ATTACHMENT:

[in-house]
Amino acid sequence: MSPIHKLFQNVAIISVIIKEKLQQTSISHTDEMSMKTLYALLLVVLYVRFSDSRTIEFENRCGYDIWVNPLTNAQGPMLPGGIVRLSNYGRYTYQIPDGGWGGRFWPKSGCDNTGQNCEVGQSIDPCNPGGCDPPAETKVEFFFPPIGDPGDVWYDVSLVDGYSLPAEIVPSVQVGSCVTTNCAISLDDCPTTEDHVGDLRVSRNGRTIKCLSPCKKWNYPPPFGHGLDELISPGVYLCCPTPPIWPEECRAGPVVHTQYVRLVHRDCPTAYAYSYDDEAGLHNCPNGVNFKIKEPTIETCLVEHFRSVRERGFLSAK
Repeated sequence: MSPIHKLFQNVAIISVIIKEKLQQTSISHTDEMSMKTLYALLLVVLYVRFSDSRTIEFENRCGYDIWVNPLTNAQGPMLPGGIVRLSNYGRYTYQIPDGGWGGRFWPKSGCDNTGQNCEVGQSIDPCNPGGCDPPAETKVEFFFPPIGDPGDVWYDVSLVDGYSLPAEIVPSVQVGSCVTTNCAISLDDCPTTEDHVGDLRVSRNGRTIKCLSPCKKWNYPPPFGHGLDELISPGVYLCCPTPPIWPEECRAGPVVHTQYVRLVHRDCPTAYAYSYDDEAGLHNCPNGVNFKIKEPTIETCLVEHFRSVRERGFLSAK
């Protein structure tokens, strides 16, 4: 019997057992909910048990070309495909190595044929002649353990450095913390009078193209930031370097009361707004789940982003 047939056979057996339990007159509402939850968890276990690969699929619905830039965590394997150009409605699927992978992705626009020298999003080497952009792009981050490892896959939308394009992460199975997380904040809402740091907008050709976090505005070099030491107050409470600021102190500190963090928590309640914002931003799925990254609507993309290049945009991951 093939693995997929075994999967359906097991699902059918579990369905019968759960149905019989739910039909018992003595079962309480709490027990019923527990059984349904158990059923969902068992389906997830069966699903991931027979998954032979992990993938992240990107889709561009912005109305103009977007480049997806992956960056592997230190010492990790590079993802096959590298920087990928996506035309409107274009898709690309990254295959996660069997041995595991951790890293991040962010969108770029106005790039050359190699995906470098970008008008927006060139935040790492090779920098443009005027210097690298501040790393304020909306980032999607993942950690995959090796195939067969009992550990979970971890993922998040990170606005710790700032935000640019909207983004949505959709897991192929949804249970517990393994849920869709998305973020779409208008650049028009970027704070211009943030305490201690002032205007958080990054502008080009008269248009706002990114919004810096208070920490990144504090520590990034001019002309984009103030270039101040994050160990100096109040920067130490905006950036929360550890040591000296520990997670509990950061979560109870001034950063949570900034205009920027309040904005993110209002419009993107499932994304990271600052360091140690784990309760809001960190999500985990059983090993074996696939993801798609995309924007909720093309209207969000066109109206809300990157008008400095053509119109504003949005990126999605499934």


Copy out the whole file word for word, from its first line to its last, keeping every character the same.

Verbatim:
[in-house]
Amino acid sequence: MSPIHKLFQNVAIISVIIKEKLQQTSISHTDEMSMKTLYALLLVVLYVRFSDSRTIEFENRCGYDIWVNPLTNAQGPMLPGGIVRLSNYGRYTYQIPDGGWGGRFWPKSGCDNTGQNCEVGQSIDPCNPGGCDPPAETKVEFFFPPIGDPGDVWYDVSLVDGYSLPAEIVPSVQVGSCVTTNCAISLDDCPTTEDHVGDLRVSRNGRTIKCLSPCKKWNYPPPFGHGLDELISPGVYLCCPTPPIWPEECRAGPVVHTQYVRLVHRDCPTAYAYSYDDEAGLHNCPNGVNFKIKEPTIETCLVEHFRSVRERGFLSAK
Repeated sequence: MSPIHKLFQNVAIISVIIKEKLQQTSISHTDEMSMKTLYALLLVVLYVRFSDSRTIEFENRCGYDIWVNPLTNAQGPMLPGGIVRLSNYGRYTYQIPDGGWGGRFWPKSGCDNTGQNCEVGQSIDPCNPGGCDPPAETKVEFFFPPIGDPGDVWYDVSLVDGYSLPAEIVPSVQVGSCVTTNCAISLDDCPTTEDHVGDLRVSRNGRTIKCLSPCKKWNYPPPFGHGLDELISPGVYLCCPTPPIWPEECRAGPVVHTQYVRLVHRDCPTAYAYSYDDEAGLHNCPNGVNFKIKEPTIETCLVEHFRSVRERGFLSAK
């Protein structure tokens, strides 16, 4: 019997057992909910048990070309495909190595044929002649353990450095913390009078193209930031370097009361707004789940982003 047939056979057996339990007159509402939850968890276990690969699929619905830039965590394997150009409605699927992978992705626009020298999003080497952009792009981050490892896959939308394009992460199975997380904040809402740091907008050709976090505005070099030491107050409470600021102190500190963090928590309640914002931003799925990254609507993309290049945009991951 093939693995997929075994999967359906097991699902059918579990369905019968759960149905019989739910039909018992003595079962309480709490027990019923527990059984349904158990059923969902068992389906997830069966699903991931027979998954032979992990993938992240990107889709561009912005109305103009977007480049997806992956960056592997230190010492990790590079993802096959590298920087990928996506035309409107274009898709690309990254295959996660069997041995595991951790890293991040962010969108770029106005790039050359190699995906470098970008008008927006060139935040790492090779920098443009005027210097690298501040790393304020909306980032999607993942950690995959090796195939067969009992550990979970971890993922998040990170606005710790700032935000640019909207983004949505959709897991192929949804249970517990393994849920869709998305973020779409208008650049028009970027704070211009943030305490201690002032205007958080990054502008080009008269248009706002990114919004810096208070920490990144504090520590990034001019002309984009103030270039101040994050160990100096109040920067130490905006950036929360550890040591000296520990997670509990950061979560109870001034950063949570900034205009920027309040904005993110209002419009993107499932994304990271600052360091140690784990309760809001960190999500985990059983090993074996696939993801798609995309924007909720093309209207969000066109109206809300990157008008400095053509119109504003949005990126999605499934």